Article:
Shelves: 2013
It was fantastic to read the works that inspired Tolkien and Lewis. I look forward to when my nieces and nephews are old enough to read these. The language is very advanced - this is definitely more Brothers Grimm than Mother Goose (although, not as bloody as Grimm).
Sharon
Jan 25, 2015 Sharon rated it really liked it  ·  review of another edition
Shelves: classics
Some of these short stories have deep messages about life and death, and some are simply charming and entertaining. But all of them are beautifully written, and some of the images described will definitely stay with me. I especially like "The Golden Key."
Rebekah
This is an excellent collection of fairy tales, I enjoyed MacDonalds writing a lot. You can really see how much of an influence his style had on CS Lewis. My favorite stories were The Wise Woman and The History of Photogen and Nycteris.
Peregrin
This book is a must-read! I first got interested in George MacDonald because C. S. Lewis spoke so highly of him; and now I see why! I've read several of his books already, and this was another that I added to my List of Really Good Books!
Bridgett
I liked his fairy tales. Previously I'd only been familiar with "The Princess and the Goblins." I don't think I had a favorite story, but I liked his vivid descriptions. The worlds described were beautiful and fantastical.
David Farel
Feb 05, 2012 David Farel rated it liked it  ·  review of another edition
Recommended to David by: C.S. Lewis
Yes, fairy tales. Very good ones too. Some I liked, some I loved. If I rated by individual story, some would get higher ratings--"The Shadows", "The Golden Key", and "The Day Boy and the Night Girl"
Ellen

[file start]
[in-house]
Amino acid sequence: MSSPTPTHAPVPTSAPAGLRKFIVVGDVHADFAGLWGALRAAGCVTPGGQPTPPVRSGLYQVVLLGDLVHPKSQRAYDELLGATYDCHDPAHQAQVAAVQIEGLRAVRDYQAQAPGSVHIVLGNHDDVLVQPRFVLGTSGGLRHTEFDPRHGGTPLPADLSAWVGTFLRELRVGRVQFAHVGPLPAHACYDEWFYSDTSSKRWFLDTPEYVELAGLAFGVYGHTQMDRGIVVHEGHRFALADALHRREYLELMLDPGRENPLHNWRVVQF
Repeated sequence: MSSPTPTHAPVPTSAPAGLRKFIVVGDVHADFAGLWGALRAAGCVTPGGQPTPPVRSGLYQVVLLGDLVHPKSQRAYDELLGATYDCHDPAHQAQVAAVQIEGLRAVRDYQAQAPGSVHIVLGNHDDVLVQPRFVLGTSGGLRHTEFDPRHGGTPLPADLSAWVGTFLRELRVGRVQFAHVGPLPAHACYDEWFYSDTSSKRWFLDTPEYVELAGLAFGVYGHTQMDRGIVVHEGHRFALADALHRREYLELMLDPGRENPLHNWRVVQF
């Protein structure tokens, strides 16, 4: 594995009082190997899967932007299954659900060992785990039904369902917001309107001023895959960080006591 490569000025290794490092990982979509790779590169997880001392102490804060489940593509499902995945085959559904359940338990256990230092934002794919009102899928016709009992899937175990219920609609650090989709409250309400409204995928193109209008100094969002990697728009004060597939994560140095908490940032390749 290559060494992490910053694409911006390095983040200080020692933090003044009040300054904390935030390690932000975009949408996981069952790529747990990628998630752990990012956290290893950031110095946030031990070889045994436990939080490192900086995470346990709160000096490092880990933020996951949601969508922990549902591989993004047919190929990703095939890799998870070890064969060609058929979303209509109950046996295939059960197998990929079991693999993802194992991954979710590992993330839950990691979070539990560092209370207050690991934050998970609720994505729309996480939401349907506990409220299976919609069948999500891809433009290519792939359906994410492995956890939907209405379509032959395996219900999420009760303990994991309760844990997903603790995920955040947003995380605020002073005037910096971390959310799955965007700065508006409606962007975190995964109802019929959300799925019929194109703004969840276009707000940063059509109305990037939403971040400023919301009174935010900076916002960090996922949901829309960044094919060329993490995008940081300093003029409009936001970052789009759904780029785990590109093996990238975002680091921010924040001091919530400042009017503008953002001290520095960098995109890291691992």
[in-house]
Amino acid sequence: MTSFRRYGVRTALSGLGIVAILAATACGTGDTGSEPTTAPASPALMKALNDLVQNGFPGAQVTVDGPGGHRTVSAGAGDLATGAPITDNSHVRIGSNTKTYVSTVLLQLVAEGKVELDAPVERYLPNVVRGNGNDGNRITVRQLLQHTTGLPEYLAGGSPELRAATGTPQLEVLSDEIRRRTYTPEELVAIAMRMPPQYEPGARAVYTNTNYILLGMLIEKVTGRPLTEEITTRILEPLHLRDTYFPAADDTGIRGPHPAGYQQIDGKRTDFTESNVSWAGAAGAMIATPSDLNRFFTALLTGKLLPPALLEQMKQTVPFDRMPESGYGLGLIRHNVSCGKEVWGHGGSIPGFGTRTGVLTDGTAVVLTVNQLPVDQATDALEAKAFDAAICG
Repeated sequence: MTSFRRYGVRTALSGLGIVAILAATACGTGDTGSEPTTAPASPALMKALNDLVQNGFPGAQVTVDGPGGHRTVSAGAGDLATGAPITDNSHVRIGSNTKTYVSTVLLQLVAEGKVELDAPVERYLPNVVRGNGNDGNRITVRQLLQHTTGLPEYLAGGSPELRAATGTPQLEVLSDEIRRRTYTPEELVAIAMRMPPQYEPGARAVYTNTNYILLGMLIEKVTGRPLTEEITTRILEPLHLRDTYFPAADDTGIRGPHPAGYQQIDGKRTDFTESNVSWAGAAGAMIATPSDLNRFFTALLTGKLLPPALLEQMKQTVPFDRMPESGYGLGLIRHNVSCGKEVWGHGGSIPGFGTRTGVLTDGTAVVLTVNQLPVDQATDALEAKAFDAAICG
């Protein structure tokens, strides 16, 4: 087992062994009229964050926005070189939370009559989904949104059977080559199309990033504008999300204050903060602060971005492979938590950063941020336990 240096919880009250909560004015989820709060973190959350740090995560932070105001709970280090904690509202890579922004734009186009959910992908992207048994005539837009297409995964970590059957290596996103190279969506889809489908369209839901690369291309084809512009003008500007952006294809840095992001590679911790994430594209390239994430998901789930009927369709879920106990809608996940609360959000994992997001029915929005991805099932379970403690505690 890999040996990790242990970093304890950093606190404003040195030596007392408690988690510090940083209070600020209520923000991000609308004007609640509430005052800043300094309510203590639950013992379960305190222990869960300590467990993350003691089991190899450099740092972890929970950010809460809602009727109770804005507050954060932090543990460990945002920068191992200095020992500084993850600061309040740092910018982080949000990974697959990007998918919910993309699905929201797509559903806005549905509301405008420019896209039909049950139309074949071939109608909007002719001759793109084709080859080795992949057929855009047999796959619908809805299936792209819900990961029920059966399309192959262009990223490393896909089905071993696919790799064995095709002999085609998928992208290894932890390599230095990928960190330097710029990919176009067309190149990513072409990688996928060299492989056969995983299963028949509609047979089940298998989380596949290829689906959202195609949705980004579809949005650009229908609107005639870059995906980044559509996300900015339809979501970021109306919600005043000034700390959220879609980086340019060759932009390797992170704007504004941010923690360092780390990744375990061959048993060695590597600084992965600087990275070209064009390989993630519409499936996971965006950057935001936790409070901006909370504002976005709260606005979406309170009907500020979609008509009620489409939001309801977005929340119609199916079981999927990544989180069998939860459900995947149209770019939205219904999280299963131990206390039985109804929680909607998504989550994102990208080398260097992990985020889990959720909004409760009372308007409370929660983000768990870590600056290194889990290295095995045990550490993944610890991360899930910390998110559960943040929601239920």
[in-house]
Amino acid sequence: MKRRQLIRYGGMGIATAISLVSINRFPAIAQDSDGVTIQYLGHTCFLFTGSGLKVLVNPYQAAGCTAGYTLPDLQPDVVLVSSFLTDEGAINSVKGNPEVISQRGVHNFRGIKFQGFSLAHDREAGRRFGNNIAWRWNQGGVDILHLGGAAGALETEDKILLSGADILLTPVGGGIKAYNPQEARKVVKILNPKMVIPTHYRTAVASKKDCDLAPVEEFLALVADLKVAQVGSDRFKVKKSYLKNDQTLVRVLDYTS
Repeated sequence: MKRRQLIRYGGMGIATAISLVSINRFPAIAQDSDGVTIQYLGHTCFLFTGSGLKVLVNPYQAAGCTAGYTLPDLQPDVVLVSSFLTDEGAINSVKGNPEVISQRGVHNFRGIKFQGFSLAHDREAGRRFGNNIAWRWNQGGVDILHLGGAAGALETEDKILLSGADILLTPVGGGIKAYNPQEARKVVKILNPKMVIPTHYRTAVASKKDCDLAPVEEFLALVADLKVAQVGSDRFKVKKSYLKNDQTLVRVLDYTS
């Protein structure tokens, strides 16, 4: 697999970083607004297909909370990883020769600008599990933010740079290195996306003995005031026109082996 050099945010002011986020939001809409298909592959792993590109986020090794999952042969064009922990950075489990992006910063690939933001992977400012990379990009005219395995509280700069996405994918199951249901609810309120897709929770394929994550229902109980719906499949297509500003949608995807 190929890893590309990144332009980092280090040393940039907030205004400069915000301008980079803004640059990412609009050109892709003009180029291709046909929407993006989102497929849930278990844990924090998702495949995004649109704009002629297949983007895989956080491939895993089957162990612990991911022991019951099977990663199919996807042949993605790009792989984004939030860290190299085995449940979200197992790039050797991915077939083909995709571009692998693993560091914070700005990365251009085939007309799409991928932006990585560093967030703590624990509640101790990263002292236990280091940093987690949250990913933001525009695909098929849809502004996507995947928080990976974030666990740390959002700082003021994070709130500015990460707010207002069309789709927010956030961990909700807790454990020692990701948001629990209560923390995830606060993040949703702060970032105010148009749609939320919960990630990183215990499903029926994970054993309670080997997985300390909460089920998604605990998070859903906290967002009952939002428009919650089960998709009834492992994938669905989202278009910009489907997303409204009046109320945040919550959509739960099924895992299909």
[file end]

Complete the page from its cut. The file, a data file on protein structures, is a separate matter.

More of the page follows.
Mar 20, 2011 Ellen rated it it was amazing  ·  review of another edition
Excellent collection of fairy tales by the inimitable MacDonald. A really enjoyable read for those of us who love the old fantasy tradition. Highly recommended!
Julie
Apr 02, 2012 Julie rated it really liked it  ·  review of another edition
Shelves: classics, fantasy
These short stories are amazing. I love the way that George MacDonald describes things, it's super magical... If you like faerie stories, give these a read.
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George MacDonald was a Scottish author, poet, and Christian minister.

Known particularly for his poignant fairy tales and fantasy novels, George MacDonald inspired many authors, such as G.K. Chesterton, W. H. Auden, J.R.R. Tolkien, C. S. Lewis, and Madeleine L'Engle. Lewis that wrote that he regarded MacDonald as his "master": "Picking up a copy of Phantastes one day at a train-station bookstall, I
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“But a man may then imagine in your work what he pleases, what you never meant!"

Not what he pleases, but what he can.”